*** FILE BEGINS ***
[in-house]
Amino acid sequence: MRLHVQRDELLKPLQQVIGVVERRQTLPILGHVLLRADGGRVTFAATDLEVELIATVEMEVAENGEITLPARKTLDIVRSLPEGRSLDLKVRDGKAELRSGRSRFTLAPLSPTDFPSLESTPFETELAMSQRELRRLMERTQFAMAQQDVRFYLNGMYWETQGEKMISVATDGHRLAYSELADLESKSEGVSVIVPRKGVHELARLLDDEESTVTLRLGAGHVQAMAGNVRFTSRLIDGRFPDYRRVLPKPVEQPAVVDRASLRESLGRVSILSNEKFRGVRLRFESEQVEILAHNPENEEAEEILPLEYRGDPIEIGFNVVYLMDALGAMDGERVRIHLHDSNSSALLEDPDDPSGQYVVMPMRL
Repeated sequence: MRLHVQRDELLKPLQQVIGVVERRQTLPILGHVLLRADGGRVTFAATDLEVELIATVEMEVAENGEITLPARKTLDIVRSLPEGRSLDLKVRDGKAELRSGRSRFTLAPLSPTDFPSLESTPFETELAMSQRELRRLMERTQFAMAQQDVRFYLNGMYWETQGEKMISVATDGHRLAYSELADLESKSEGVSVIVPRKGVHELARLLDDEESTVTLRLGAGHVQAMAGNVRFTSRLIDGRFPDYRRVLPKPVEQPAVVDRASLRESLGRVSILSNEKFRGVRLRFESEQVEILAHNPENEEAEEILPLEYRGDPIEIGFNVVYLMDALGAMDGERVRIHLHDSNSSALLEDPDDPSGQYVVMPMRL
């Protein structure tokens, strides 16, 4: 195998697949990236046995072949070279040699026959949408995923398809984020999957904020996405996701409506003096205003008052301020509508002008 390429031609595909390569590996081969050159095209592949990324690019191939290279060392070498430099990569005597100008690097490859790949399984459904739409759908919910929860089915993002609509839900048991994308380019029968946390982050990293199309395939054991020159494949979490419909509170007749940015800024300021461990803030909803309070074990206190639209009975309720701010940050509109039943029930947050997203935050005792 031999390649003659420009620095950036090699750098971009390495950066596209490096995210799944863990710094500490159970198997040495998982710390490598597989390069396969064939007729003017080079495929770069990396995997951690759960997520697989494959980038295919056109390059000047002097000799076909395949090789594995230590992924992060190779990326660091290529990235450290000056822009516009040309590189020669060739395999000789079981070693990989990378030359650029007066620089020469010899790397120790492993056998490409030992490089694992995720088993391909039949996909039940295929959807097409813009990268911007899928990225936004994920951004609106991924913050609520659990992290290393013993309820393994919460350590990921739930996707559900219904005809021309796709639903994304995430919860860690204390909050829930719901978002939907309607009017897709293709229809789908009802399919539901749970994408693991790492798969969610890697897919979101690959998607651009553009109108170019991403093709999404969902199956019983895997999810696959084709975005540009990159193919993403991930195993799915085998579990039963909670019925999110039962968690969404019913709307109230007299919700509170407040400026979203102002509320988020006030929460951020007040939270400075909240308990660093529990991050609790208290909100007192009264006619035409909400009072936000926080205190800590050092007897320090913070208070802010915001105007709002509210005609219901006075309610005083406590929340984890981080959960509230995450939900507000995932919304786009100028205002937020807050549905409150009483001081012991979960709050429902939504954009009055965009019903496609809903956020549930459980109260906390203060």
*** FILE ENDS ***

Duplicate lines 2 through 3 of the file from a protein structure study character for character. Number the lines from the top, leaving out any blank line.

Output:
Amino acid sequence: MRLHVQRDELLKPLQQVIGVVERRQTLPILGHVLLRADGGRVTFAATDLEVELIATVEMEVAENGEITLPARKTLDIVRSLPEGRSLDLKVRDGKAELRSGRSRFTLAPLSPTDFPSLESTPFETELAMSQRELRRLMERTQFAMAQQDVRFYLNGMYWETQGEKMISVATDGHRLAYSELADLESKSEGVSVIVPRKGVHELARLLDDEESTVTLRLGAGHVQAMAGNVRFTSRLIDGRFPDYRRVLPKPVEQPAVVDRASLRESLGRVSILSNEKFRGVRLRFESEQVEILAHNPENEEAEEILPLEYRGDPIEIGFNVVYLMDALGAMDGERVRIHLHDSNSSALLEDPDDPSGQYVVMPMRL
Repeated sequence: MRLHVQRDELLKPLQQVIGVVERRQTLPILGHVLLRADGGRVTFAATDLEVELIATVEMEVAENGEITLPARKTLDIVRSLPEGRSLDLKVRDGKAELRSGRSRFTLAPLSPTDFPSLESTPFETELAMSQRELRRLMERTQFAMAQQDVRFYLNGMYWETQGEKMISVATDGHRLAYSELADLESKSEGVSVIVPRKGVHELARLLDDEESTVTLRLGAGHVQAMAGNVRFTSRLIDGRFPDYRRVLPKPVEQPAVVDRASLRESLGRVSILSNEKFRGVRLRFESEQVEILAHNPENEEAEEILPLEYRGDPIEIGFNVVYLMDALGAMDGERVRIHLHDSNSSALLEDPDDPSGQYVVMPMRL